Jessica Awsumb, Ph.D.

(615) 343-3416

OMC 205

Jessica Awsumb, Ph.D.

Research Assistmant Professor of Special Education; Research Associate, Transition Tennessee

VKC Member

Overview of Interests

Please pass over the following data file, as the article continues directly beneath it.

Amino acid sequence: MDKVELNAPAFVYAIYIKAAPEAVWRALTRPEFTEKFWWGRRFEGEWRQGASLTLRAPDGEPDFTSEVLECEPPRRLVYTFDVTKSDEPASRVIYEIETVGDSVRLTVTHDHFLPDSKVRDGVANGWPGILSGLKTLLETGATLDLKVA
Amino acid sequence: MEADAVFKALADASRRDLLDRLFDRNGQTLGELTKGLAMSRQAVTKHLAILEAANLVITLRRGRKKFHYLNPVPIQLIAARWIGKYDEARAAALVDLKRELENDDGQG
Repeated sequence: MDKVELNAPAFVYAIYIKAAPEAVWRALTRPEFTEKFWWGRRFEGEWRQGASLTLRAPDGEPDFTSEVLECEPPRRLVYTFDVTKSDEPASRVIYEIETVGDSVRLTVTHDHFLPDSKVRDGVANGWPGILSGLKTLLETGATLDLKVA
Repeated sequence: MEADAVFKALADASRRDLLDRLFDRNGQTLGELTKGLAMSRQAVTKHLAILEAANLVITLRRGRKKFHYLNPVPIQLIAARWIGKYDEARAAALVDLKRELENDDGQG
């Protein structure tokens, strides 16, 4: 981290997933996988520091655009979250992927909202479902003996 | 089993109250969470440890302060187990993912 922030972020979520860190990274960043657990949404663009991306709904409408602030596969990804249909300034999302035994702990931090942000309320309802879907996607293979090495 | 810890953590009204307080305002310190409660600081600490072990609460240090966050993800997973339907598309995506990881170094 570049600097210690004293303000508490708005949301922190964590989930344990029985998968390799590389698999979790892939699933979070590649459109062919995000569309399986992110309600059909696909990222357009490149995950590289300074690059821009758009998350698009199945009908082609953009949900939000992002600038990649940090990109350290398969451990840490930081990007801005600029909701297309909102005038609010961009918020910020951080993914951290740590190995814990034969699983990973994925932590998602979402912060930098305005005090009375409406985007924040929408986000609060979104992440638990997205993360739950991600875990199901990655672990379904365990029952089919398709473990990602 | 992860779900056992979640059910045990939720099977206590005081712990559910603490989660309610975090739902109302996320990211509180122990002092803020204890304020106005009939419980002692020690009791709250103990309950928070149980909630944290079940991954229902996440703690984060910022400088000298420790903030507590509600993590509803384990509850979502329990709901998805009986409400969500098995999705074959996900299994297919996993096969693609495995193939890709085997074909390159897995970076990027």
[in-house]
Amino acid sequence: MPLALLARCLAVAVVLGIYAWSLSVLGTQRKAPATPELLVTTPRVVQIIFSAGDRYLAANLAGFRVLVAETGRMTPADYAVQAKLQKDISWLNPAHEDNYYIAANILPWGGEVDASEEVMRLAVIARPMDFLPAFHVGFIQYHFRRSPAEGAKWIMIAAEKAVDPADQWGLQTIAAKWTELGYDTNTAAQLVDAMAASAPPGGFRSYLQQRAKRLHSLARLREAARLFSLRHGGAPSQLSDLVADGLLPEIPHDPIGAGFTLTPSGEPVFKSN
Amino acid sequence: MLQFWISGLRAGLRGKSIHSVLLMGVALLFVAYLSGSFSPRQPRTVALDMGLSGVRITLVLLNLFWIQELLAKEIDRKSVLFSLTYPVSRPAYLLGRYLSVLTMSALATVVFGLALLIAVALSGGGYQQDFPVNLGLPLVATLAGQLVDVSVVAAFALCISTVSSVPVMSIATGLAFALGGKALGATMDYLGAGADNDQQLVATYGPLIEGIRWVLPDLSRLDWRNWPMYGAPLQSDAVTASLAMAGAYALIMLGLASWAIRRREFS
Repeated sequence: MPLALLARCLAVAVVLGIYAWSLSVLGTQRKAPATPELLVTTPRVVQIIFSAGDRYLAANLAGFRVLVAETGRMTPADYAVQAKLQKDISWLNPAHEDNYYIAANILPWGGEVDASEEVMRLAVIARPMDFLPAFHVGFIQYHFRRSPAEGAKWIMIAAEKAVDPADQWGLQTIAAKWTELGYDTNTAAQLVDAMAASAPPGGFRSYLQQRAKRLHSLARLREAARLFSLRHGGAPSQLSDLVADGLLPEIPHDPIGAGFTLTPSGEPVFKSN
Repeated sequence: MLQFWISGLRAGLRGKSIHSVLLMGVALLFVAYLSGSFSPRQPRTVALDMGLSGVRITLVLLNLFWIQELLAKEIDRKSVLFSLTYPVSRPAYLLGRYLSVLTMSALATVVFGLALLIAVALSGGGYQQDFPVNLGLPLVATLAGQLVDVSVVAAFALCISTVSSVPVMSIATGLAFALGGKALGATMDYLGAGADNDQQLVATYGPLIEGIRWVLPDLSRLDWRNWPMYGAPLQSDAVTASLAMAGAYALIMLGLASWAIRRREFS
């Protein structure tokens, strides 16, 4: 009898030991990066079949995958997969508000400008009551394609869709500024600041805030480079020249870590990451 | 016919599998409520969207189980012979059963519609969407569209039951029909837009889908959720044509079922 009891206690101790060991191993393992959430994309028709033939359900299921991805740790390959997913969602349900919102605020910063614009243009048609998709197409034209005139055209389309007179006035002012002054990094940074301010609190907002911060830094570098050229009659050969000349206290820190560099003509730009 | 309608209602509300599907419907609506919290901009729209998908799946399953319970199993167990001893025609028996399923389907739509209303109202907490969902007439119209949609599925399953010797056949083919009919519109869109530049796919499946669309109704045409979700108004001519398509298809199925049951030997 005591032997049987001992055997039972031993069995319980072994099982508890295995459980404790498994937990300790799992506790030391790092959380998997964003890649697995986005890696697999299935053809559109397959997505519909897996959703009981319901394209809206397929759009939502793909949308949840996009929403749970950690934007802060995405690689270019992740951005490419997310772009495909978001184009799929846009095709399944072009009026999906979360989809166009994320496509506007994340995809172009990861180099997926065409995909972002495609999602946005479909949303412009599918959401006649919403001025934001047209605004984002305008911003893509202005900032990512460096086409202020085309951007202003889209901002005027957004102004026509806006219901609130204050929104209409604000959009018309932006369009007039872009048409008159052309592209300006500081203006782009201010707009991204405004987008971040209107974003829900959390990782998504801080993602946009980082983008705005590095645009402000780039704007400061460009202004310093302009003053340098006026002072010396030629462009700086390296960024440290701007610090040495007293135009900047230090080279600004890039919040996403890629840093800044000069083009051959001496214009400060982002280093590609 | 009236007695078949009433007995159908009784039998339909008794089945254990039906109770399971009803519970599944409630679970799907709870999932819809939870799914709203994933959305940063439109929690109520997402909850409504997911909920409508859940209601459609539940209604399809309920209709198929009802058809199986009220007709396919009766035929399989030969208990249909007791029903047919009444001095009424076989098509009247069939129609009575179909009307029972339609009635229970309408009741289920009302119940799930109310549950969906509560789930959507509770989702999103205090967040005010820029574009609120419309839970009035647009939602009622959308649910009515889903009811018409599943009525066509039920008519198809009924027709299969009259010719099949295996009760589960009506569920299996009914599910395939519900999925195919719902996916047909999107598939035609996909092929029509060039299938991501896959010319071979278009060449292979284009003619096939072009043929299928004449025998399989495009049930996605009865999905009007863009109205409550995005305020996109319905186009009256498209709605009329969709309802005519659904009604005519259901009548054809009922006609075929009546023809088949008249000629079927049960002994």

Dr. Awsumb's work focuses on (1) the importance of preparing youth with disabilities for meaningful community participation and (2) addressing individual and systemic factors that lead to successful or unsuccessful adulthood outcomes for youth with disabilities. Her main research interests surround the successful transition of youth with disabilities from secondary school to employment, postsecondary education, and independent living. She is the principal investigator of two research projects focused on improving the adulthood outcomes of transition-age youth. The first project is the Transition Tennessee Pre-Employment Transition Services (Pre-ETS) initiative with the goal to increase quality employment outcomes for youth with disabilities across our State. In this project, staff provide professional development, training, and resources for agency personnel delivering Pre-ETS to students with disabilities. Additionally, they design interactive activities and resources for students and families to learn about life after high school. The second project is a Rehabilitation Research and Training Center examining the effects of paid work during high school on the post-school employment outcomes of youth with an intellectual disability, autism, and multiple disabilities. In this randomized control trial, project staff support intervention triads of a student, their parent, and their teacher in connecting the student to employment in their final year of high school, while ensuring each student has needed supports. Students are followed for one-year after high school to examine the employment outcomes of intervention students versus their peers receiving traditional school-based transition services. The transition from high school to adulthood is one that must prepare the whole person to engage in decision-making for their life and become more independent/interdependent.